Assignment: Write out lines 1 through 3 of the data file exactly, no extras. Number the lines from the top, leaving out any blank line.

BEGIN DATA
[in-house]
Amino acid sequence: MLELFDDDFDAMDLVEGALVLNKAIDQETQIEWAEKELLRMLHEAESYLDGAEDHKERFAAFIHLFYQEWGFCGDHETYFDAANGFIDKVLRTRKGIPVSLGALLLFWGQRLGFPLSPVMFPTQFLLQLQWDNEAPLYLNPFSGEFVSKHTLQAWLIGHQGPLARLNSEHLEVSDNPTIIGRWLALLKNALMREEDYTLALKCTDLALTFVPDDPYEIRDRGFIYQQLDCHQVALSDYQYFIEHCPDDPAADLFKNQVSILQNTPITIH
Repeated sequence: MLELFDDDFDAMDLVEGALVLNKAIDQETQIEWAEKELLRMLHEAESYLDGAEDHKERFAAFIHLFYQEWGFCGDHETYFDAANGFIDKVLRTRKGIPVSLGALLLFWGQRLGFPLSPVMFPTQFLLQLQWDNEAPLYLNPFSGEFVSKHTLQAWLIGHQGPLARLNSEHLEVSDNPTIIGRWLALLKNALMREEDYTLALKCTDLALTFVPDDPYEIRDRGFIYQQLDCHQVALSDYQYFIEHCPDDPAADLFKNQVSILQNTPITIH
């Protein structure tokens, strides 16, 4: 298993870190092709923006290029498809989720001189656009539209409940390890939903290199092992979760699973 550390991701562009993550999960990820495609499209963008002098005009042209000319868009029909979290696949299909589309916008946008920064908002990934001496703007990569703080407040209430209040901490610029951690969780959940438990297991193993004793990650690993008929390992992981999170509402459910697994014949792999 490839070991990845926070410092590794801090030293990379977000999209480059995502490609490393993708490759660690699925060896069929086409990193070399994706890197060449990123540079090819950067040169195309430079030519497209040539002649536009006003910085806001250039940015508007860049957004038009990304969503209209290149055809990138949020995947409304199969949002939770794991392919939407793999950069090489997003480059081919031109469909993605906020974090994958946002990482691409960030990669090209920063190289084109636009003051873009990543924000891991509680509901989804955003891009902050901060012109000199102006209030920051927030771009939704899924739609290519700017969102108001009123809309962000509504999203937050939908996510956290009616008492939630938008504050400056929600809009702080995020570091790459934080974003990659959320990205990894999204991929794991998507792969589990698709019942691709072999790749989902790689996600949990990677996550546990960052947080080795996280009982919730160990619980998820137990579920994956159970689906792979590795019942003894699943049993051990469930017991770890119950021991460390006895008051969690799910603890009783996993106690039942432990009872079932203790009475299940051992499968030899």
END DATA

[in-house]
Amino acid sequence: MLELFDDDFDAMDLVEGALVLNKAIDQETQIEWAEKELLRMLHEAESYLDGAEDHKERFAAFIHLFYQEWGFCGDHETYFDAANGFIDKVLRTRKGIPVSLGALLLFWGQRLGFPLSPVMFPTQFLLQLQWDNEAPLYLNPFSGEFVSKHTLQAWLIGHQGPLARLNSEHLEVSDNPTIIGRWLALLKNALMREEDYTLALKCTDLALTFVPDDPYEIRDRGFIYQQLDCHQVALSDYQYFIEHCPDDPAADLFKNQVSILQNTPITIH
Repeated sequence: MLELFDDDFDAMDLVEGALVLNKAIDQETQIEWAEKELLRMLHEAESYLDGAEDHKERFAAFIHLFYQEWGFCGDHETYFDAANGFIDKVLRTRKGIPVSLGALLLFWGQRLGFPLSPVMFPTQFLLQLQWDNEAPLYLNPFSGEFVSKHTLQAWLIGHQGPLARLNSEHLEVSDNPTIIGRWLALLKNALMREEDYTLALKCTDLALTFVPDDPYEIRDRGFIYQQLDCHQVALSDYQYFIEHCPDDPAADLFKNQVSILQNTPITIH